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Advice / Succeeding at Work / Work Relationships

9 Surefire Ways to Boost Your LinkedIn Profile When You Only Have 10 Minutes

Sure, you know you need to update your LinkedIn profile, it’s just that it takes so much effort to do it. And honestly, who has that kind of extra time just sitting around these days?

Surprise! You do!

We’ve grabbed nine bite-sized pieces of advice that you can use right now to boost your profile that all take less than 10 minutes each. So, next time you find yourself losing focus at work, pick one of these easy tasks to complete. Do one a week, and you’ll have a shiny new profile by the time fall rolls around.

1. Curate Your Groups

When you first signed up for LinkedIn, you probably bypassed the whole group section. Or, maybe you went crazy and joined every one possible (no judgment here)—and then never thought about it again. Take a few moments to browse through your list and delete any that aren’t helpful. Then, find two to three that look like they’re interesting enough to participate in—or at least interesting enough to read every so often. When searching for ones to join, think about your (desired) industry, location, and job titles.

Expert Tip

Join your university’s alumni network to make sure you stay in the loop with what’s going on with other alum. You never know when a career opportunity might pop up and you can use your school ties to get an in.

2. Update Your Current Responsibilities

Have you just switched jobs and been so busy getting adjusted that you forgot to update your profile? Or, maybe you took on a few new tasks that your contacts should know about. Either way, make sure your current position is up-to-date with your title, location, and responsibilities. After all, that’s one of the first things people look at on your profile.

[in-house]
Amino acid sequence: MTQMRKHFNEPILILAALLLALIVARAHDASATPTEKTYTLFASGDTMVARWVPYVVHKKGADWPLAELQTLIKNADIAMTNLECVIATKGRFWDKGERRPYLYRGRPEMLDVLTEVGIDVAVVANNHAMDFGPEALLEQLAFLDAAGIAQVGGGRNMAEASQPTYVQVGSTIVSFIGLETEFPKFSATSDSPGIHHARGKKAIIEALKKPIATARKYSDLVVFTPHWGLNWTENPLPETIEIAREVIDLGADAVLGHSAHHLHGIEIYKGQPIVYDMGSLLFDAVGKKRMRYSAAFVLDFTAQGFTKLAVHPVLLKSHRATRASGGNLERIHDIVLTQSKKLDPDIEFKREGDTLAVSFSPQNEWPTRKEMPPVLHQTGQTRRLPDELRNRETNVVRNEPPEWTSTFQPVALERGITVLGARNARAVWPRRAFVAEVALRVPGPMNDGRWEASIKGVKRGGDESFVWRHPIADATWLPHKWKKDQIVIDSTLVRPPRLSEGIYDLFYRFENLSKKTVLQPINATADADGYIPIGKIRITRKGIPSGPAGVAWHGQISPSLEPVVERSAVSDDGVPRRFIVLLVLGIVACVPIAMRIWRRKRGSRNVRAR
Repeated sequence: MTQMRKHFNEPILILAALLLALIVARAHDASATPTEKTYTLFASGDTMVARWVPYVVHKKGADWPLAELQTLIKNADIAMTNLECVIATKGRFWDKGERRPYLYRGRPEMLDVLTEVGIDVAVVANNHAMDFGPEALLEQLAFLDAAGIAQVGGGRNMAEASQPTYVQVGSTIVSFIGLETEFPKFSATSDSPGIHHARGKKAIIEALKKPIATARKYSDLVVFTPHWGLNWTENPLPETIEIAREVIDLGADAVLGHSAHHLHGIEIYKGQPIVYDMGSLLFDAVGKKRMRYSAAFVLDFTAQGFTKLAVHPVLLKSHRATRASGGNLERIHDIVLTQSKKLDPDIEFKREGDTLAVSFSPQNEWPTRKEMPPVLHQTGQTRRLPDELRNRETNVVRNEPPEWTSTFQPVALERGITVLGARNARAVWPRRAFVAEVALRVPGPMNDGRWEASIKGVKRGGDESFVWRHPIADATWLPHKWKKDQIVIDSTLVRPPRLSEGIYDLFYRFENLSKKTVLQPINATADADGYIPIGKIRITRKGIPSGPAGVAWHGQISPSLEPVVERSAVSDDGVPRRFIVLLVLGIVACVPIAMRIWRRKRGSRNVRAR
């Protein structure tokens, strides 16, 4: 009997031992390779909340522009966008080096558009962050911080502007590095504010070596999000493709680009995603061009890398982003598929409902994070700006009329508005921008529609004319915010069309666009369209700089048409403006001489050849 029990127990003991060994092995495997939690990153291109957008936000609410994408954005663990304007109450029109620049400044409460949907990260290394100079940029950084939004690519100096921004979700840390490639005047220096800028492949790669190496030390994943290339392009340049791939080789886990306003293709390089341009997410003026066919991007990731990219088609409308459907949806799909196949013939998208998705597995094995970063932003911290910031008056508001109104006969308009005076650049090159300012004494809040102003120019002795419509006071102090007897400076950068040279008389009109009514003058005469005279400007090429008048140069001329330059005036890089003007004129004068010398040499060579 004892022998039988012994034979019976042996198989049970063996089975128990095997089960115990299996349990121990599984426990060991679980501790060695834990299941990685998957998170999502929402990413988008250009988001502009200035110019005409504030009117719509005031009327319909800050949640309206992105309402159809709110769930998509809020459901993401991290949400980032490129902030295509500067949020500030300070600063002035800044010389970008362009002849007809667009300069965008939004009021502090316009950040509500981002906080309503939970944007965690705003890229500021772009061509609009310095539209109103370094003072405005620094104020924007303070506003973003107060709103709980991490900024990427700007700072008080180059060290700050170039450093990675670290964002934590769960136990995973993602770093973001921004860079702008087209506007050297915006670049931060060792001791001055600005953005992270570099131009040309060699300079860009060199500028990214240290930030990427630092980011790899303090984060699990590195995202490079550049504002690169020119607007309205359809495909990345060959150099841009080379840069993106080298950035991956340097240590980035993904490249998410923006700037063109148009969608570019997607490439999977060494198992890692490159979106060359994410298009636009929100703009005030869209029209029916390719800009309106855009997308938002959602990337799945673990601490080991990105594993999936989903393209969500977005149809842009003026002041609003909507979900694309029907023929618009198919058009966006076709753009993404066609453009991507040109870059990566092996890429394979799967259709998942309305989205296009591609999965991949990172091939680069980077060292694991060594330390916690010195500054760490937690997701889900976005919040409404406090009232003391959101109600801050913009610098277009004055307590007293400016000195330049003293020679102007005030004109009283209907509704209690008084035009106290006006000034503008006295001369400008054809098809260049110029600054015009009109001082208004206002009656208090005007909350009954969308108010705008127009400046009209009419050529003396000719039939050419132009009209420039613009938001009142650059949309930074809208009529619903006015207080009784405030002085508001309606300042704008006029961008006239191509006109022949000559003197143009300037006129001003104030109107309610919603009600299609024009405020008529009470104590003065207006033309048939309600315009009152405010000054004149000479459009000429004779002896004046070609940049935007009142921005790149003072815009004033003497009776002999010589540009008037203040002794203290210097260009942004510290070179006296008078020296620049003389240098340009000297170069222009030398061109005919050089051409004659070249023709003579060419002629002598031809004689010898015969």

Expert Tip

Add multimedia components to visually show off your work. This not only provides an actual portfolio piece a recruiter can grab, but it boosts the overall appearance of your profile. Score!

3. Filter Through Your Skills and Endorsements

Remember when you clicked “add” to every endorsement someone sent you because you were so excited people thought you were awesome at, well, anything? As great as that may have been for you, some skills and endorsements just shouldn’t make the cut. Think of this as your time to guard the gate.

Expert Tip

Microsoft Office, PowerPoint, or any other universally known programs usually shouldn’t make it, at least not at the top of your list.

4. Customize Your LinkedIn URL

Just like any other social network, you’re given a very long (and impersonal) URL link when you first join. While it doesn’t hurt you to keep that one, it also doesn’t help. After all, what’s more appealing: Kaitlyn0121912 or KaitlynRussell? So, change your current URL to best reflect your professional, branded self.

Here’s how to do it in three steps:

  1. Click on profile
  2. Click edit profile
  3. Click edit right under your photo

Expert Tip